Besides the lovingly drawn and complicated characters, part of what generates momentum in these books is a tension between what’s stated and what’s left unsaid. An example: Early on in Conversations with Friends, Frances and her friend Bobbi are discussing another character. Bobbi says, “She’s amazing, isn’t she?” and Frances replies, “I like her.”
Through the simplicity of this dialogue, the scene Rooney has just shown us, and the absence of narration around it, we’re able to see that the opposite is true—Frances does not like Melissa much—and to wonder what will come of the friends’ differing feelings. Both Rooney and James excel at this sort of small engine of intrigue, and as a writer it’s a skill that I can’t stop coveting.
James and Rooney show character to be both revealed and made by relationships.
“I don’t really believe in the idea of the individual,” Rooney said in a 2018 interview with the New York Times. “I find myself consistently drawn to writing about intimacy, and the way we construct one another.”
This is one of the things fiction does best: it can show us, through scene and interiority and the passage of time, how we are always co-constructing our identities. I remember James and Rooney’s characters, but more than that, I remember certain moments between them in which their interdependence is most visible: Bobbi helping Frances after Frances faints, or Isabel Archer thinking of her cousin Ralph Touchett: “There was something in Ralph’s talk, in his smile, in the mere fact of his being in Rome, that made the blasted circle round which she walked feel more spacious.”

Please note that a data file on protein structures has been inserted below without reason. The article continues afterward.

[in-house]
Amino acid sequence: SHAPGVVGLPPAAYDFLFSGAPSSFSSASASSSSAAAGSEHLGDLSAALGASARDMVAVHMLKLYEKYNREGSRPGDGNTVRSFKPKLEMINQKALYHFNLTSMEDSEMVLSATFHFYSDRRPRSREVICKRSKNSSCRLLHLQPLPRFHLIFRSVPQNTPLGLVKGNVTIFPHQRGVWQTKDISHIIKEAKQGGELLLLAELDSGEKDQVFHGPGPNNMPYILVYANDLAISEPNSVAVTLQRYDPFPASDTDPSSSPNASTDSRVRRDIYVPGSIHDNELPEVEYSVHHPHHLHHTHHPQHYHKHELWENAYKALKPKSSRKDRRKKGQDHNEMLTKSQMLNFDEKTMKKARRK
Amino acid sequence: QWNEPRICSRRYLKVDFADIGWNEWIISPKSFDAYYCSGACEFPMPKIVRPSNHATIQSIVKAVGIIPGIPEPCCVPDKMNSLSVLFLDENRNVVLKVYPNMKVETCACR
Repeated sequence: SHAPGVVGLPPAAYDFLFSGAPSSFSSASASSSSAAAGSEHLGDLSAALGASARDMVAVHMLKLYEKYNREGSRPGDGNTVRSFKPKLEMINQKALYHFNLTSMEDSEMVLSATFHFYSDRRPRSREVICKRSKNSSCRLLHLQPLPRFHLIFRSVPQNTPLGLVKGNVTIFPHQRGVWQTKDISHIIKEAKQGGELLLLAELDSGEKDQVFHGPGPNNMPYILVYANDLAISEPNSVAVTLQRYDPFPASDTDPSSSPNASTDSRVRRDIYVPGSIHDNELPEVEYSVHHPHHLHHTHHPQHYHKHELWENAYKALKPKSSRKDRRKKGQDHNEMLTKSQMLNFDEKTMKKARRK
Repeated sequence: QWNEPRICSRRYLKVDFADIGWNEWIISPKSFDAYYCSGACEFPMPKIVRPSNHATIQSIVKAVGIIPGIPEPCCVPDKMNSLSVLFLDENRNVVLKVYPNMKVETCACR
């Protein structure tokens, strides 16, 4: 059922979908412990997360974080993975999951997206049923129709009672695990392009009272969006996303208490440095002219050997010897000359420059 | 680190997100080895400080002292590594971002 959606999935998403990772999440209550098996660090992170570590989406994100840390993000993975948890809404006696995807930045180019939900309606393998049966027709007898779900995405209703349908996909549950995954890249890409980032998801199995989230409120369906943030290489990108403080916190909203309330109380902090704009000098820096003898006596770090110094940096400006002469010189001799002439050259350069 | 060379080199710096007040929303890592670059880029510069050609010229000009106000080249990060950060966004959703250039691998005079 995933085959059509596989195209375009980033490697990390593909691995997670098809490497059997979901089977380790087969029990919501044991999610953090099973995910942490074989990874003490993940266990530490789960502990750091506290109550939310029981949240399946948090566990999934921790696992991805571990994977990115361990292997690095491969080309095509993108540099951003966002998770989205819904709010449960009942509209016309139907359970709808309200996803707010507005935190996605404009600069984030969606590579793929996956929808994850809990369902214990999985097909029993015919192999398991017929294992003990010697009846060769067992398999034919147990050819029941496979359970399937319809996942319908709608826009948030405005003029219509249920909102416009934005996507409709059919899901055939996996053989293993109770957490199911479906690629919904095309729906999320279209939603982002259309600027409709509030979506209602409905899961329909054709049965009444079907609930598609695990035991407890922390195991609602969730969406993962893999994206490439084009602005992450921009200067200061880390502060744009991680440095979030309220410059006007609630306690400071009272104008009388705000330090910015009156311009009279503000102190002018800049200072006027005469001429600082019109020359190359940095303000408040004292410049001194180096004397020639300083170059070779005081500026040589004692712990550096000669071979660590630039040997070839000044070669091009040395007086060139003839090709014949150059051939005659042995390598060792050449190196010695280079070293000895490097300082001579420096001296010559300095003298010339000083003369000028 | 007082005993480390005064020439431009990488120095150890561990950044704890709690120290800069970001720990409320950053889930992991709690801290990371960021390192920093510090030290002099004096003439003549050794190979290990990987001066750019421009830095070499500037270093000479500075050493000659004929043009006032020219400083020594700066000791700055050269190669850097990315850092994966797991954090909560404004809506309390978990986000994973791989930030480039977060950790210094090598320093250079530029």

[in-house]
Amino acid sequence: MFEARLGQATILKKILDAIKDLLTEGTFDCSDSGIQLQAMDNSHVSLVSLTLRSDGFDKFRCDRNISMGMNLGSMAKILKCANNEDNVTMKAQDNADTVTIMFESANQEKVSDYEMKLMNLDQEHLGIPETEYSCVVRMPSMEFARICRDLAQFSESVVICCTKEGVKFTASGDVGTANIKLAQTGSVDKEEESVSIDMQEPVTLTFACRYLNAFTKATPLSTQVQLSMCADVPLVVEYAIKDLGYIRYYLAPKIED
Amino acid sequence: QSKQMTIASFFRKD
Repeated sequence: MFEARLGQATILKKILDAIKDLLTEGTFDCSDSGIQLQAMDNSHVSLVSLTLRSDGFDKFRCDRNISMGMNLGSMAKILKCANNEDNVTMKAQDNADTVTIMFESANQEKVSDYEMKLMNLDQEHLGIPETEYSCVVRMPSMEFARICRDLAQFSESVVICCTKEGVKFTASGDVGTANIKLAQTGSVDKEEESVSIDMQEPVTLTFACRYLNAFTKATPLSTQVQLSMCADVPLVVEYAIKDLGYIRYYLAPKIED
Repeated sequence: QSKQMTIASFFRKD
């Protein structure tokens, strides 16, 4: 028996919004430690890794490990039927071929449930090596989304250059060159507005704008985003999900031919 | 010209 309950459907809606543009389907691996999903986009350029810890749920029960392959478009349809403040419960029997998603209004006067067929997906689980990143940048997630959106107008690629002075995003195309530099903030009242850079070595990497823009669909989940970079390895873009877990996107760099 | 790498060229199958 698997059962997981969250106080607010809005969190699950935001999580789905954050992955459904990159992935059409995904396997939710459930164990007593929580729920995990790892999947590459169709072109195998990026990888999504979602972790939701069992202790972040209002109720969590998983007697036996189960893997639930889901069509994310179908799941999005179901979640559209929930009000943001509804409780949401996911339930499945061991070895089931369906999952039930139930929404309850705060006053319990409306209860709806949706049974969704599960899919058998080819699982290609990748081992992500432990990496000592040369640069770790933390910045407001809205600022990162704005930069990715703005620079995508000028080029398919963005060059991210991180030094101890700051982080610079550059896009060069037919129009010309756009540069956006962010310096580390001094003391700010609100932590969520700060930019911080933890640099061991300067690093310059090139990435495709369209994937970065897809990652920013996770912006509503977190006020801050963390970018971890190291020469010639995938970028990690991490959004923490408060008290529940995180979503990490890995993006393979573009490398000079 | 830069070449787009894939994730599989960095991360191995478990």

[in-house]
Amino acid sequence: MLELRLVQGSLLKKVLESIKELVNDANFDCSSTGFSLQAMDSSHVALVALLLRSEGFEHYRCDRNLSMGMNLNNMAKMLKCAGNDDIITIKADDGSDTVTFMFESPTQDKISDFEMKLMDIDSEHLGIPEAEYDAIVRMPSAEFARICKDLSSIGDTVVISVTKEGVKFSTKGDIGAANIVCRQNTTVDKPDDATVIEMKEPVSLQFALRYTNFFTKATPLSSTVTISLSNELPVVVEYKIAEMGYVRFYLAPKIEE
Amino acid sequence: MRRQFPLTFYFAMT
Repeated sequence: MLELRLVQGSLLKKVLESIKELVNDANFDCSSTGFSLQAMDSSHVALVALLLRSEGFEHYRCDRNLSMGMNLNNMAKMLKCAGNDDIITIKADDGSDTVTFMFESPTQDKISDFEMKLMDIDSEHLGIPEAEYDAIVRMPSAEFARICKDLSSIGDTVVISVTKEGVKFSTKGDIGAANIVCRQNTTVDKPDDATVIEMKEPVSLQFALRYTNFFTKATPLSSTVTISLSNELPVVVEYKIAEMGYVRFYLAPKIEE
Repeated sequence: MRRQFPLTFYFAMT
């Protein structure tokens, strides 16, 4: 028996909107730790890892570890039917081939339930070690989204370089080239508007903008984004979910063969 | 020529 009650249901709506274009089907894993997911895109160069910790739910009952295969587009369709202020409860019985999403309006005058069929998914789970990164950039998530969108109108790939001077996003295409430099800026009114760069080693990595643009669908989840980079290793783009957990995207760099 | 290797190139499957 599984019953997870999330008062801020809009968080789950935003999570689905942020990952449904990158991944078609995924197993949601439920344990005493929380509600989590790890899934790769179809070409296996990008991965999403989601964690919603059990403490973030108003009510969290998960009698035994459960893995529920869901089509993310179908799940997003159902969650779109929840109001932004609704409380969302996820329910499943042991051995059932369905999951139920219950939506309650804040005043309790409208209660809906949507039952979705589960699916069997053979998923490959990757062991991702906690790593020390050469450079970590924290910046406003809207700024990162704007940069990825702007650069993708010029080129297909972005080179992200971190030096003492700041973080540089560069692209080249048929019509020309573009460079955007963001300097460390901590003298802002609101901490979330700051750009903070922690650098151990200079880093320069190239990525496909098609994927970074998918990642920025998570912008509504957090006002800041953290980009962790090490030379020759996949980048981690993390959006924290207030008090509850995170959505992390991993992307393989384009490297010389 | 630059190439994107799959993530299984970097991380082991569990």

The truth, set down on a page, that we are not merely ourselves, that our lives are made up of others and that they both comprise and alter our understanding of our world—this is one of the things I read for, and why I want to write.
In my class on Rooney and James, which begins February 22, we’ll read a novel by each writer, and we’ll revel in all the affinities I’ve mentioned, as well as many more. We’ll use close readings to discuss craft choices, and we’ll also borrow techniques and themes from both writers in order to generate some new work of our own.
Do you need a book (or two) that will really draw you in? Do you want to learn from two masters, and to discuss how to draw writerly inspiration from what you read? Or have you just been meaning to read Rooney and James for a while? If any of the above apply, please come and join us!
Liza Birnbaum‘s fiction and essays have appeared in Web Conjunctions, jubilat, Open Letters Monthly, and other publications. She is a founding editor of Big Big Wednesday, an annual print journal of literature and visual art, and has taught creative writing in a number of settings, most recently at an alternative school for young women who are pregnant or parenting. In 2019, she will be a funded resident at the Lillian E. Smith Center at Piedmont College. She holds an MFA from the University of Massachusetts Amherst.